Causal inference and the design of clinical trials in the community environment: a pilot study of allergen-reduction for the amelioration of childhood asthma.
Caldwell, Brent Ower
This thesis tested the hypothesis that it was possible to successfully adapt to the New Zealand community setting, the study design of an American allergen-reduction trial. The American study reported by Morgan and colleagues translated the gold-standard scientific method for testing causal associations, so that it could be taken from the ideal world of the laboratory, and applied in the ‘real life’ American community domestic environment. This thesis elucidates the key components of the scientific proof of a causal association, and outlines the issues involved in the adaptation of the American study in order to incorporate these key components, and take account of the relevant differences between America and New Zealand (such as, the kinds of allergens, nature of domestic houses, and cultural differences). The major adaptation was the development of placebo interventions because Morgan and colleagues did not take account of the placebo effect. A systematic review of allergen-reduction trials in childhood asthma is presented, and an assessment is made of the degree to which the key components of the scientific proof of causality were able to be included without compromising their integrity, in both the New Zealand adaptation, and similar studies reported in the literature. The thesis concludes that because of flaws in the designs of research performed to date (such as absence of a control group, or lack of a placebo, or inadequate randomisation protocols) there is insufficient evidence for or against the allergen-reduction hypothesis. This thesis makes a contribution by outlining the key study-design components that any future study must posses in order to scientifically test the allergen-reduction hypothesis. In the process of reviewing the literature, and critically analysing it, it became apparent that it was necessary to take a step back, to take a wider view of concepts and assumptions that lie prior to, and underpin, the American study and allergen-reduction research in general. This thesis explores logic and causality and their role in scientific studies of allergen-reduction, and points to reasons why research has been unable to provide definitive answers, and identifies the key features that any future study must possess, in order for it to conclusively accept or reject the allergen-reduction hypothesis once and for all. Research in this field to date has paid too little attention to theory, and this thesis makes a contribution by explicating the relevant theories of logic, causality, and immunology which must inform the design of a study if it is to have any chance of delivering interpretable and useful results. The outcomes of the pilot study of the New Zealand adaption of the study design of Morgan and colleagues are outlined, along with a critical discussion about the lessons learned from the pilot. The thesis concludes that extensive changes are needed to the pilot study design in order for it to have scientific validity, and to ensure it is acceptable to the study-participants and to the asthmatic children in the community to whom the results of the study should be applied.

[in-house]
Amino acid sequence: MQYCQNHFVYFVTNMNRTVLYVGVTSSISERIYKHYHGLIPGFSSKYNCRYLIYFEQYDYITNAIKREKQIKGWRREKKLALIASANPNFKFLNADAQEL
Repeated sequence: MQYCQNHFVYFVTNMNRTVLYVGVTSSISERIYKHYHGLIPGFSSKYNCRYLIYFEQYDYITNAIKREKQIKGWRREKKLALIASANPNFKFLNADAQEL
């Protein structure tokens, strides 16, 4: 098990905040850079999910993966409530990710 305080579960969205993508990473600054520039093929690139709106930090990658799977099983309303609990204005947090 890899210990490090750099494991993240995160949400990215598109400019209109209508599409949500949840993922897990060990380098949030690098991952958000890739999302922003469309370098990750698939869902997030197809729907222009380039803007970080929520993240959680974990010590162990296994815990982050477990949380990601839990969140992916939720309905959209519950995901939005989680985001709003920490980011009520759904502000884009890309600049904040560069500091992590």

Advisor: Howden-Chapman, Philippa; Crane, Julian
Degree Name: Master of Public Health
Degree Discipline: Public Health
Publisher: University of Otago
Keywords: Asthma; Allergen reduction; Community trials; Allergen
Research Type: Thesis